With the festive period on the horizon, a new campaign is reminding motorists in the North East of England to avoid drink and drugs before getting behind the wheel.
Launched today (30 Nov) at Stockton Riverside College, the Road Safety GB North Eastcampaign encourages drivers to either arrange transport home in advance of a night out, or volunteer to be the designated driver – and be mindful of the risk of ‘morning after’ drink driving.
Supported by emergency services across the region, the campaign has been launched on the back of figures which show that between 2012 and 2016, 38 people were killed on North East roads due to a suspected drink/drug driver, while 268 were seriously injured and 1,344 slightly injured.
The campaign is also supported by a family of a teenage girl who died while being driven by a drink and drug driver.
19-year-old Lucy Pinder, a student at Stockton Riverside College, was one of three passengers being driven by David Manning, a disqualified driver who was one-and-a-half times over the alcohol limit and had also taken cocaine before getting into the car.
David Manning lost control of the vehicle and crashed into a tree and metal post. He was arrested at the crash scene and later admitted causing death by dangerous driving. Lucy, who was not wearing a seatbelt, died at the scene.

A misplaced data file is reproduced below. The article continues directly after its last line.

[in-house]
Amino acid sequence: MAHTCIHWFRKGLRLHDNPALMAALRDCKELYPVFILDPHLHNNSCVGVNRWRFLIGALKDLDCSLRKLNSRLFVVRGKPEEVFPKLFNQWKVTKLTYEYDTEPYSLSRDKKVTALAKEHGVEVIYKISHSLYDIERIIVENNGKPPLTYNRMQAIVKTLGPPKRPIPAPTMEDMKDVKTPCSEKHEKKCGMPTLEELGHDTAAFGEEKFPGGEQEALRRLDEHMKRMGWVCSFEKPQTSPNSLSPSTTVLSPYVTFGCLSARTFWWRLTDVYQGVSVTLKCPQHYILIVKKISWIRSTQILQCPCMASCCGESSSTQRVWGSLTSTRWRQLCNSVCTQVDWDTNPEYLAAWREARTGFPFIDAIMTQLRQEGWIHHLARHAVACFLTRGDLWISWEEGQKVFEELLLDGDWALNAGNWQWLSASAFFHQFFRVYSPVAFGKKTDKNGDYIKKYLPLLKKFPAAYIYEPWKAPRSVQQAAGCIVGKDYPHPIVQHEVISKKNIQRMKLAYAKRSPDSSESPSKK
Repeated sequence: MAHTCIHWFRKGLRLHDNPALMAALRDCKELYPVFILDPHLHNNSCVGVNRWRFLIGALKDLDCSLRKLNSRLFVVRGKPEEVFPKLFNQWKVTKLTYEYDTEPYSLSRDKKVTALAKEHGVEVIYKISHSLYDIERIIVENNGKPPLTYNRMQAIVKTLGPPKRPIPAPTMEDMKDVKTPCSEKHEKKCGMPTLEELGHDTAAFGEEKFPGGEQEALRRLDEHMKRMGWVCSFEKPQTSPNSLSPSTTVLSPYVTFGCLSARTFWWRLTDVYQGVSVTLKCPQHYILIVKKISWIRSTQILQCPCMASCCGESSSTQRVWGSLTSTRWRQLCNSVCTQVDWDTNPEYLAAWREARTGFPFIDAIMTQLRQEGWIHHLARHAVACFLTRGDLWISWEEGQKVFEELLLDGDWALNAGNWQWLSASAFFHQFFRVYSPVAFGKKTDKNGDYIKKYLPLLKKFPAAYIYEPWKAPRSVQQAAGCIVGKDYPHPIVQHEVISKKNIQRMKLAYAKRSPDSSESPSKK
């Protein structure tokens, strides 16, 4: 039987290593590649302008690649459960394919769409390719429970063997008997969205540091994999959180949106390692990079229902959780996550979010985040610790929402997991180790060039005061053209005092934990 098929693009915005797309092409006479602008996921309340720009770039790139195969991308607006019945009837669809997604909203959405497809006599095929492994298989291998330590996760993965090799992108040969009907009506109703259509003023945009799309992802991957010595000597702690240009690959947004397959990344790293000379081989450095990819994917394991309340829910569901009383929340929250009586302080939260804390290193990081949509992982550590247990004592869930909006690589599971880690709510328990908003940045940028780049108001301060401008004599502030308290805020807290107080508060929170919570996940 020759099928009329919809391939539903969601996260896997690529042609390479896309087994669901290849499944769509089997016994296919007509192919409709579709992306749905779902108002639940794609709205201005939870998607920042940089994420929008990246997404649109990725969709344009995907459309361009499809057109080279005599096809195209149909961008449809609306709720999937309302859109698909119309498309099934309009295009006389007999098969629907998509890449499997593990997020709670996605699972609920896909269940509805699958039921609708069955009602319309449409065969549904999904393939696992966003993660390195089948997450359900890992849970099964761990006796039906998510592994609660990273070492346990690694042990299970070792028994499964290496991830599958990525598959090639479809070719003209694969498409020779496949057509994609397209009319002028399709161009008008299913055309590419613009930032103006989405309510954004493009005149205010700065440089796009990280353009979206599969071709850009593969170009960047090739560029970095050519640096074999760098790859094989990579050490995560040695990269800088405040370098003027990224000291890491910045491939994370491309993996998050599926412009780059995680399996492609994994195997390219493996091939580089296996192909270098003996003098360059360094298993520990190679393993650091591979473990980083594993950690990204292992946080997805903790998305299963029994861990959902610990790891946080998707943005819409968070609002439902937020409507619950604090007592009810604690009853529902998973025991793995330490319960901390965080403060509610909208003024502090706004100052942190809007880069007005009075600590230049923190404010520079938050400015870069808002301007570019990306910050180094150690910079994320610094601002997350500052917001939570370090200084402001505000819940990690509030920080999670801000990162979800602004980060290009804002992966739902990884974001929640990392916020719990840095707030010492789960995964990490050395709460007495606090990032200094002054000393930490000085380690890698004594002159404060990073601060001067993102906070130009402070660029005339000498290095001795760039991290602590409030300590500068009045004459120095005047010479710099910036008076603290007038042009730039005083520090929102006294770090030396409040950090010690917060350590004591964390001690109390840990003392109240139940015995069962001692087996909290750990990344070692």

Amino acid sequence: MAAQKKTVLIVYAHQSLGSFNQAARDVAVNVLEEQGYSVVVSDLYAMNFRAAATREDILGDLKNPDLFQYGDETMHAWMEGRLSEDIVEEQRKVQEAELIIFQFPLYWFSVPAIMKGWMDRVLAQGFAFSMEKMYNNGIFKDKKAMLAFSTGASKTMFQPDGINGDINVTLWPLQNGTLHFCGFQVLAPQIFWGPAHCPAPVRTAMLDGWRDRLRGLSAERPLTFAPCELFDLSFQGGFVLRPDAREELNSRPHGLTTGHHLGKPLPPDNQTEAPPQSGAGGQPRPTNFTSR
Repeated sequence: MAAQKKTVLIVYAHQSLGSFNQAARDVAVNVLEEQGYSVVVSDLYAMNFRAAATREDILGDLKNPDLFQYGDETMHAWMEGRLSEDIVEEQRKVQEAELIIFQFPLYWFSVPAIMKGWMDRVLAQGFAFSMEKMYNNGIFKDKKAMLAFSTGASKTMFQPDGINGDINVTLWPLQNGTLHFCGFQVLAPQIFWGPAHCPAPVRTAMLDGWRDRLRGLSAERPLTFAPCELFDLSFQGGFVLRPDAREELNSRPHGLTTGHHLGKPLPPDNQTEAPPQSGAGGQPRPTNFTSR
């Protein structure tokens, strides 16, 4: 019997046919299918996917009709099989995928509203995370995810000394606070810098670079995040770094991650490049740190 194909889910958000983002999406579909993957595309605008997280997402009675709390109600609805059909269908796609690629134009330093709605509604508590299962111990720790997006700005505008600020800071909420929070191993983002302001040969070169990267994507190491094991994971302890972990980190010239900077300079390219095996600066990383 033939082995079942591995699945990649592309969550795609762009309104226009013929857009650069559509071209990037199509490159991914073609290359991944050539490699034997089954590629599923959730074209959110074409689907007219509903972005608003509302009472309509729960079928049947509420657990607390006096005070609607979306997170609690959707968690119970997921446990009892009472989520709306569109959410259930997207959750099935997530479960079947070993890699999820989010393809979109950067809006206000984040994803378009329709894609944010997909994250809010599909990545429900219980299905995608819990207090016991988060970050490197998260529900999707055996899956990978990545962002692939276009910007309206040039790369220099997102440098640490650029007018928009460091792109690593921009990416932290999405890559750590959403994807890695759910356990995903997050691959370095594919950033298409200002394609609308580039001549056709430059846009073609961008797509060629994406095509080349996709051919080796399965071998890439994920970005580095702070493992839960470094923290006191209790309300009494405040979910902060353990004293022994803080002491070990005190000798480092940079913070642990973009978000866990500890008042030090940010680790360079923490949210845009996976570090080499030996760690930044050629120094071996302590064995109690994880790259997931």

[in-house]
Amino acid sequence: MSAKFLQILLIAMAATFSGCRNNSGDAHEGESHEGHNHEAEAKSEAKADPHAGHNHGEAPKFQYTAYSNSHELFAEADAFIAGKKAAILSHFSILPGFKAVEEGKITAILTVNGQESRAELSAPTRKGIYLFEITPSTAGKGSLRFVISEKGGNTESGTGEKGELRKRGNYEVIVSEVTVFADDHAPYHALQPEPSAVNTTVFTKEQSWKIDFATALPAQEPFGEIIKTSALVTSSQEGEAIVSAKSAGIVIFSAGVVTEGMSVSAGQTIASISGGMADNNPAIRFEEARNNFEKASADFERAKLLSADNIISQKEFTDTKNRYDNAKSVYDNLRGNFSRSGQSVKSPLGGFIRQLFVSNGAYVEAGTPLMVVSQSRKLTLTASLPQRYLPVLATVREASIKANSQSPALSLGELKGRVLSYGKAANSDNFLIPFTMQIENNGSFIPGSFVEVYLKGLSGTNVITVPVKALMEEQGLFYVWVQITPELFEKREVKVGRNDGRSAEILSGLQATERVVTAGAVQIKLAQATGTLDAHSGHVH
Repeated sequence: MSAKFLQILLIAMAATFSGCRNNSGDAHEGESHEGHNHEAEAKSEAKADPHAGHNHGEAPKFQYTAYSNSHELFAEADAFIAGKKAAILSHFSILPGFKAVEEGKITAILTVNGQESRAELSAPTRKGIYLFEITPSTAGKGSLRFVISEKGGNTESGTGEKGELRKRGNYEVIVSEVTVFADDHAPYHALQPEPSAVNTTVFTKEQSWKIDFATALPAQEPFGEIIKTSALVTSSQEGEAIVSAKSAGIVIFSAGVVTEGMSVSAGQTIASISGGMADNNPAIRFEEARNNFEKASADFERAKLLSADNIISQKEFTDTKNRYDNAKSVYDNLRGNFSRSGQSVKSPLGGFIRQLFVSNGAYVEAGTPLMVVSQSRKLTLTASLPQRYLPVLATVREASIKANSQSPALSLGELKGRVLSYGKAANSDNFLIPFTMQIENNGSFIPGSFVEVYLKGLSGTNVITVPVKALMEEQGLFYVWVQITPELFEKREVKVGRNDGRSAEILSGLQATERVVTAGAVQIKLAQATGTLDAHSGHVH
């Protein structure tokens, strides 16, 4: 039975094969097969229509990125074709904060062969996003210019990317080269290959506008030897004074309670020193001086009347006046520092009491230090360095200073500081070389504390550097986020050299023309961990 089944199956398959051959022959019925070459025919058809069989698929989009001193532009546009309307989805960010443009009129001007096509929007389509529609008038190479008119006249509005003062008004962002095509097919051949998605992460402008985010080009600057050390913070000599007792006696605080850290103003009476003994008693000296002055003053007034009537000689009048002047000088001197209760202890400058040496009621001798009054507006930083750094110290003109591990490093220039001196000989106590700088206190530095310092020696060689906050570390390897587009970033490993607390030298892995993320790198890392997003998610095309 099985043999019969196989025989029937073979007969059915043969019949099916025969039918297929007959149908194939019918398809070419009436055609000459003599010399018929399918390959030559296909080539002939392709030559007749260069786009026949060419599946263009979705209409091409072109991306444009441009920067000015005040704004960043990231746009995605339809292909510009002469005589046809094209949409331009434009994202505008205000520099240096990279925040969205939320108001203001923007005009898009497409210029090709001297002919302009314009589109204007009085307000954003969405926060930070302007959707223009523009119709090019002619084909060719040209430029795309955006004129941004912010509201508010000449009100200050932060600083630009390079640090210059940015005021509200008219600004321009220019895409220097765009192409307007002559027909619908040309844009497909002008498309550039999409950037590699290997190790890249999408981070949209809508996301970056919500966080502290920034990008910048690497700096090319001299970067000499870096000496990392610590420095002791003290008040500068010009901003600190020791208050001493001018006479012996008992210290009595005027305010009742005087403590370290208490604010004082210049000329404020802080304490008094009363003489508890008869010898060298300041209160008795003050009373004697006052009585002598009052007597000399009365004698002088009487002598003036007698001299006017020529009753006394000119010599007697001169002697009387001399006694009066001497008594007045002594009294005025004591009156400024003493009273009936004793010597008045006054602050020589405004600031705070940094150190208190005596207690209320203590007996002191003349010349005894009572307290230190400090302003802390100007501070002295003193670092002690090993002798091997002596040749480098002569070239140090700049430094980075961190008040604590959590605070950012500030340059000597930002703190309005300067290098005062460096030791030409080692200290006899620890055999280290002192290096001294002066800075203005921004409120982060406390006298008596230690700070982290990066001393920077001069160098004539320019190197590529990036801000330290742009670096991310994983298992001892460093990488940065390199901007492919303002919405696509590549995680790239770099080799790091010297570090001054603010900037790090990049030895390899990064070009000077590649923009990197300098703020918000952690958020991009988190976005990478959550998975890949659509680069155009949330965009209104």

Gemma Malcolm, Lucy’s aunt, said: “I hope people listen and realise that drink and drug driving can kill. Drivers may not kill themselves, but they could kill someone else. Could they live with that?”
Road Safety GB NE points to statistics show that men are much more likely than women to be involved in a drink/drug drive collision, and the most at-risk group are those aged between 17-34 years.
Collisions involving drivers who are impaired by alcohol are also likely to happen much closer to home than those other collisions.
Paul Watson, chairman of Road Safety GB NE, said: “Nobody can imagine the pain that is caused when a loved one loses their life in a road accident, particularly when that collision has happened due to a drink or drug driver. It could so easily have been prevented.
“I don’t believe anyone goes out with the intention to cause a fatal collision, but it could easily happen if you are under the influence.
“We want everyone to have a good time this Christmas, but either organise transport home, or make the decision to be the designated driver. It’s so easy to get carried away, so our advice is to stay off alcohol altogether if you plan to drive.”
Chief inspector Graham Milne, Cleveland and Durham Police, said: “Many drivers who would not consider driving after a night in the pub fail to recognise the influence of alcohol on their body the next day, or simply choose to ignore its effects.
“Drivers need to take responsibility and use alternative means of transport after a heavy night drinking.
“Throughout December our officers will be carrying out random stop checks over the two counties.”